After the Rain/After the Flood

So the buzz on twitter is that the After the Floods e-Anthology has raised over $1200 for the Queensland Flood Appeal, to which I can only say you fucking rock, fans of Australian SF. The special editions title becomes even more poignant now, when the floods are over and the clean-up begins, than it was when we were watching the water rise. I spent much of my day playing courier for the Day Job, delivering orders that’d been held up by the water, and I got to see a fair chunk of Brisbane while I was driving around. Some of the city has held up remarkably well.

Some has not.

I got home from work and read that there’s a major arterial road that’s potentially ready to slide into the river, which is something that seems oddly surreal. I’ve got friends who are only just making it home after leaving their houses. My sister has absconded to the Gold Coast for the weekend because it seems like it’ll take that long for power to be returned to her home (She was gearing up for a birthday part this weekend, fifty or so people coming over for champagne. Not surprisingly, that’s been postponed and a small mountain of party food and drink has been dumped due to the lack of refrigeration). There are people only four or so blocks from me who are just getting power back this afternoon.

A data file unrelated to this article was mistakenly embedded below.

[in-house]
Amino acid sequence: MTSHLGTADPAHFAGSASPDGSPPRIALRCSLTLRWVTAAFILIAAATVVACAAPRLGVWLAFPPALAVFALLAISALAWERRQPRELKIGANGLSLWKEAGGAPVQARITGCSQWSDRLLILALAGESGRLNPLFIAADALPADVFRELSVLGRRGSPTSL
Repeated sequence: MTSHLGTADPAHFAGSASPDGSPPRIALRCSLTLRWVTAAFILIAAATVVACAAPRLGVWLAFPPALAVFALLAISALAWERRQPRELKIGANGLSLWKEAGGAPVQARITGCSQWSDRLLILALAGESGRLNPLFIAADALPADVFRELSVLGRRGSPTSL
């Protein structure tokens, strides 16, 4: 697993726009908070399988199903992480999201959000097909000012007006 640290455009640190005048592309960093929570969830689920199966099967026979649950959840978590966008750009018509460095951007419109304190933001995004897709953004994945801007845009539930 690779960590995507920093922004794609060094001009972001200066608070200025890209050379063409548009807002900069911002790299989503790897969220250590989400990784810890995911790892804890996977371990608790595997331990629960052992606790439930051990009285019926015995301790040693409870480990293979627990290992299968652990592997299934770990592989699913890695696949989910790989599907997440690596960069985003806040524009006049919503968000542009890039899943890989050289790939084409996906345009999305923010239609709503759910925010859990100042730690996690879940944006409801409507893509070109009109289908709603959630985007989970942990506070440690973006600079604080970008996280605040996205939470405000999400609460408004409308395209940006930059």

All of this made sense when the floods were happening, but somehow it’s harder to process when I’m getting up and going to work and trying to get two thousand written every day. Coping with extraordinary things in extraordinary circumstances is much easier than coping with extraordinary things in an ordinary setting. 

Since I’m not sure what else to do, I’m going to head off and write. Or possibly answer emails. Or deliver a baleful glare at the storm clouds rolling in, which seem to be adding insult to injury.

  1 comment for “After the Rain/After the Flood

  1. Lola
    21/01/2011 at 7:20 AM

    Coping with extraordinary things in extraordinary circumstances is much easier than coping with extraordinary things in an ordinary setting.

    this is the most succinct thing I have read about the experiential aspect of living through the floods

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